WAYTH: You know, and sometimes we blame Shakespeare, and it’s infuriating. We blame Shakespeare for actors not having their proper skills, because if an actor has the proper skill set, they can communicate this text beautifully. I don’t think anybody would ever walk away from a soliloquy performed by Kenneth Branagh or Judi Dench and go, “What was that about?” because the language lives, because these actors know how to handle that language, you know, very adeptly.

GRANT: Another tip you offer in the book is to treat the language like music. Partly, I guess, because so much of sung music is sung in verse, right?

FOSTER: Right.

WAYTH: You know, I think it’s the closest way for us to understand what verse is, and I think that’s because Shakespeare’s text is heightened. We call it “heightened text,” and that means that it’s lifted above contemporary, everyday speech and the closest thing that we have to that is music. I often say that if Shakespeare were alive today, he’d be a slam poet, and I say that because it’s heightened, rhythmic, powerful use of language and, really, music is the best way to understand it. And I also always find that my students who are musical take to this work much more quickly than students who maybe have more of a kinesthetic sense, or a different point of entry. Musical people just get onto it, like that.

GRANT: And one of the practical tips you give in this book is to take a section of Shakespeare’s verse and actually to sing it, as if it were music. And is that really something you actually do?

WAYTH: It is. It’s something I do when my students are at this awkward stage, where they’re learning how to map out the poetry, but then they’re stuck in something I call “scansion land,” where they just find the up and down pulse of the rhythm and they sound like little robots. So, I’ll let them do that for a little while, then go “Great! Intellectually, you understand this poetry. Now, put that away, and now, why don’t you sing it for me, so that you can see what the intent is behind it.”

Because when we analyze the poetry, it’s not an intellectual exercise. It’s really something that helps us ultimately to perform it, because really what we’re concerned about is performing it in a way that’s clear for the audience.

GRANT: I’d love to hear an example.

WAYTH: Okay, I’ll give you a little example from Helena, from A Midsummer Night's Dream. First, I’m going to give you a couple of lines, just so you can hear what the actual pulse is of the language and then I’ll sing it for you, so you can hear the “up-down” nature of the language.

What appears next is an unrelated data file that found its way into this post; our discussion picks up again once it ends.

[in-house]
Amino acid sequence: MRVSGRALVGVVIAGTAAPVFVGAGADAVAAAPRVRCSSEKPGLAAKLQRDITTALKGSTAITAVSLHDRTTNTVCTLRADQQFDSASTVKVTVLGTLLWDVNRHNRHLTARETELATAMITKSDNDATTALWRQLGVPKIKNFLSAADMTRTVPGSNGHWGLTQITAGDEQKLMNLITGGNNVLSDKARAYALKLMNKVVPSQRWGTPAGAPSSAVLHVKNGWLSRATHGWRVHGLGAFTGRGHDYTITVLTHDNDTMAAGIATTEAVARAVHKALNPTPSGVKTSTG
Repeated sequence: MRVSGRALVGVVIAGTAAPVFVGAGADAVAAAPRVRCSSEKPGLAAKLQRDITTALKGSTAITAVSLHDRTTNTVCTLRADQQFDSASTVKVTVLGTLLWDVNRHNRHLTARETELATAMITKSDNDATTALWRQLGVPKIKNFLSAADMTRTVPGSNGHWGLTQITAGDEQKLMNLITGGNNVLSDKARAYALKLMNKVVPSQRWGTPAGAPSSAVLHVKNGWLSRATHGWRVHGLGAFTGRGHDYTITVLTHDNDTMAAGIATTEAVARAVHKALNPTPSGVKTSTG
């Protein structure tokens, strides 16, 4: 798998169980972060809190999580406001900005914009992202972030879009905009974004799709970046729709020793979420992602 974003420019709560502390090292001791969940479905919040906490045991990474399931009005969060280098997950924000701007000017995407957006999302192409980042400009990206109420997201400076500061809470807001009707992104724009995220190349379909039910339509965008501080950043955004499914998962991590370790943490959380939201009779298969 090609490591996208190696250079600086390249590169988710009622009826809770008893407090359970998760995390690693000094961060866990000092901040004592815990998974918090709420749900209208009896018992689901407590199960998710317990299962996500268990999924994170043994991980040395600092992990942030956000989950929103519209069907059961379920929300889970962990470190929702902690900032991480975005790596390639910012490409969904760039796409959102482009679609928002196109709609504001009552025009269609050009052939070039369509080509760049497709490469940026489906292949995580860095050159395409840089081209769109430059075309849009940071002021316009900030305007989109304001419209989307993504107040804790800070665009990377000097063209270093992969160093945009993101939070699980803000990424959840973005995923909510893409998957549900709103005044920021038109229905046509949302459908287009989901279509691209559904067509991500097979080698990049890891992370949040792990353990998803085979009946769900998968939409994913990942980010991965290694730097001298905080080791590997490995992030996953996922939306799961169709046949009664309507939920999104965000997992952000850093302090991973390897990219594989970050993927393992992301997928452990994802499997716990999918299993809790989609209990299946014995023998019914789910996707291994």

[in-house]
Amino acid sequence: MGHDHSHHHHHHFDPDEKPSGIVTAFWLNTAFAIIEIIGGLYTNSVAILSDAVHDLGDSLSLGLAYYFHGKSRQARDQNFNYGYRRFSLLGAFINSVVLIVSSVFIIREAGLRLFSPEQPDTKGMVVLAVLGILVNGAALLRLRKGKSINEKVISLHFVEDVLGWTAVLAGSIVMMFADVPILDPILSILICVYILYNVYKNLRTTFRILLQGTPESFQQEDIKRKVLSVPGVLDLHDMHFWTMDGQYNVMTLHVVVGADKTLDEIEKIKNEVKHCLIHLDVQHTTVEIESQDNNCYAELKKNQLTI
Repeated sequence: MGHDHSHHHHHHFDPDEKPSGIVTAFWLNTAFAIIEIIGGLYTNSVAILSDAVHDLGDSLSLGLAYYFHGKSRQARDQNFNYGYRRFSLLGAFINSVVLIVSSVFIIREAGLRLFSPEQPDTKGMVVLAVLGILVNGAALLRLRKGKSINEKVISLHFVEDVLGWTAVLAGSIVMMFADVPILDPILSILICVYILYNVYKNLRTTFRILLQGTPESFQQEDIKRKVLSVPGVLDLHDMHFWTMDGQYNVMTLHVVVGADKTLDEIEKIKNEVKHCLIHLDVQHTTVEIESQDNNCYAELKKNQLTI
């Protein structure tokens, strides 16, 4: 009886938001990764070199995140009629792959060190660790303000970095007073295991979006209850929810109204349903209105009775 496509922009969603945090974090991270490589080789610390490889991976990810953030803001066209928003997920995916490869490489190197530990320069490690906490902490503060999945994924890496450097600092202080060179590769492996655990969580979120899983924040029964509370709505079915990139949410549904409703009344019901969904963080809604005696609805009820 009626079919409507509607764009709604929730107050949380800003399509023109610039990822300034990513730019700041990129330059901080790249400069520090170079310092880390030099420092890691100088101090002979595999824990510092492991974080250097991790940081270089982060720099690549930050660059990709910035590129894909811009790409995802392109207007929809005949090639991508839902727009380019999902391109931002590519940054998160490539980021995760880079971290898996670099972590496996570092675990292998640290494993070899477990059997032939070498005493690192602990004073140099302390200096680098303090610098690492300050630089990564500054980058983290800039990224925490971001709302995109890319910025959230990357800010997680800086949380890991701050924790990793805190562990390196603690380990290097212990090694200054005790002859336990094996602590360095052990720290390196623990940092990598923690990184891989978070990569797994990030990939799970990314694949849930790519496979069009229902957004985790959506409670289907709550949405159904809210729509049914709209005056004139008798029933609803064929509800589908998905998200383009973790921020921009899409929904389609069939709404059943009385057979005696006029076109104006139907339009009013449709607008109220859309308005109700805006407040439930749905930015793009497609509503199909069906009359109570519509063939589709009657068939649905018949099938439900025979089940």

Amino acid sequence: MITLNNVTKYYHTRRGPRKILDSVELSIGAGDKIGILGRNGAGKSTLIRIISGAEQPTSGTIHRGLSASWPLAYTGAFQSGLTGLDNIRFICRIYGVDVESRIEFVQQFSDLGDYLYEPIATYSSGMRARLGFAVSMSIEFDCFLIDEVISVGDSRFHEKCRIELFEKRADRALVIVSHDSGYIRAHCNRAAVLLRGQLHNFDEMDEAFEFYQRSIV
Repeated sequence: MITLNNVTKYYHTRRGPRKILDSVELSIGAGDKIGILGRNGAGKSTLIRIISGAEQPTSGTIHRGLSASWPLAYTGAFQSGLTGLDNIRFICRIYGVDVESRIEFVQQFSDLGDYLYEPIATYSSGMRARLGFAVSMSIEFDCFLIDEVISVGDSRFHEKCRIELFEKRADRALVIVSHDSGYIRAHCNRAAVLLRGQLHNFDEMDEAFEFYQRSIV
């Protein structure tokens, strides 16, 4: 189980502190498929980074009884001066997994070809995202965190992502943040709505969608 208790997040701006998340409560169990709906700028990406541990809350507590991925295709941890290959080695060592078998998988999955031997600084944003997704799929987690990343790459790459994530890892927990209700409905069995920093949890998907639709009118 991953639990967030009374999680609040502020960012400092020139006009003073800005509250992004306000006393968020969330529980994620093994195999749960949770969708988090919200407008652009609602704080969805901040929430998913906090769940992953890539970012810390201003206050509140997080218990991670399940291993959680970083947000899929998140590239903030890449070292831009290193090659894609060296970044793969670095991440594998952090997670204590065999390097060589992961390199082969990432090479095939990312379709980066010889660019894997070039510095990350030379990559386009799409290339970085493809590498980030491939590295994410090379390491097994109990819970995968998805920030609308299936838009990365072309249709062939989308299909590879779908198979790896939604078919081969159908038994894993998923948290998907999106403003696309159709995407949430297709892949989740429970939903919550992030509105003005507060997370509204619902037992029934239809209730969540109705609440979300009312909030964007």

WAYTH as HELENA in A MIDSUMMER NIGHT'S DREAM, exaggerated emphasis:

How happy some o'er other some can be!
Through Athens I am thought as fair as she.
But what of that? Demetrius thinks not so.
He will not know what all but he do know.

WAYTH: So, as you can hear, that’s very flat, that's very boring, but that’s actually the pulse of the language as Shakespeare created it. So, if I were to sing that, I would find that pulse, but I would have it have a little more shape and life.

WAYTH as HELENA in A MIDSUMMER NIGHT'S DREAM, singing:

How happy some o'er other some can be!
Through Athens I am thought as fair as she.
But what of that? Demetrius thinks not so.
He will not know what all but he do know.

GRANT: I really... I love that, and it really demonstrates just how useful that technique can be, and what’s interesting is you’re not trying to really sing out any kind of melody. You’re focusing on the pulse of the music, but there is something about singing it that really drives that home.

WAYTH: And what happens, ultimately, is that would be, like, a beginning stage that I would do with an actor, and then when they’re trying to find more sophisticated ideas in the text, then I’ll say, “Okay, well, you’ve done this on these two pitches, now I want to hear you explore it.” And, what happens, very interestingly, is these actors start to turn this into some kind of Shakespeare opera, and then I have them return to speaking the text, with the discoveries they made when they did their little opera aria, and the text takes on this amazing dimension and life that it wouldn’t have had otherwise.

GRANT: Hmm. You know, we’ve already started to introduce the idea, and I think you mentioned the word earlier as well, of “scansion,” which is basically how you stress the words as you move through the piece or the verse. Can you talk a little bit more about how that works?

WAYTH: Sure, so, all poetry has stressed and unstressed beats. This is how we analyze it. We look at where the language is stressed and where it isn’t stressed. Scansion is the process of mapping out where syllables are stressed, where they’re unstressed.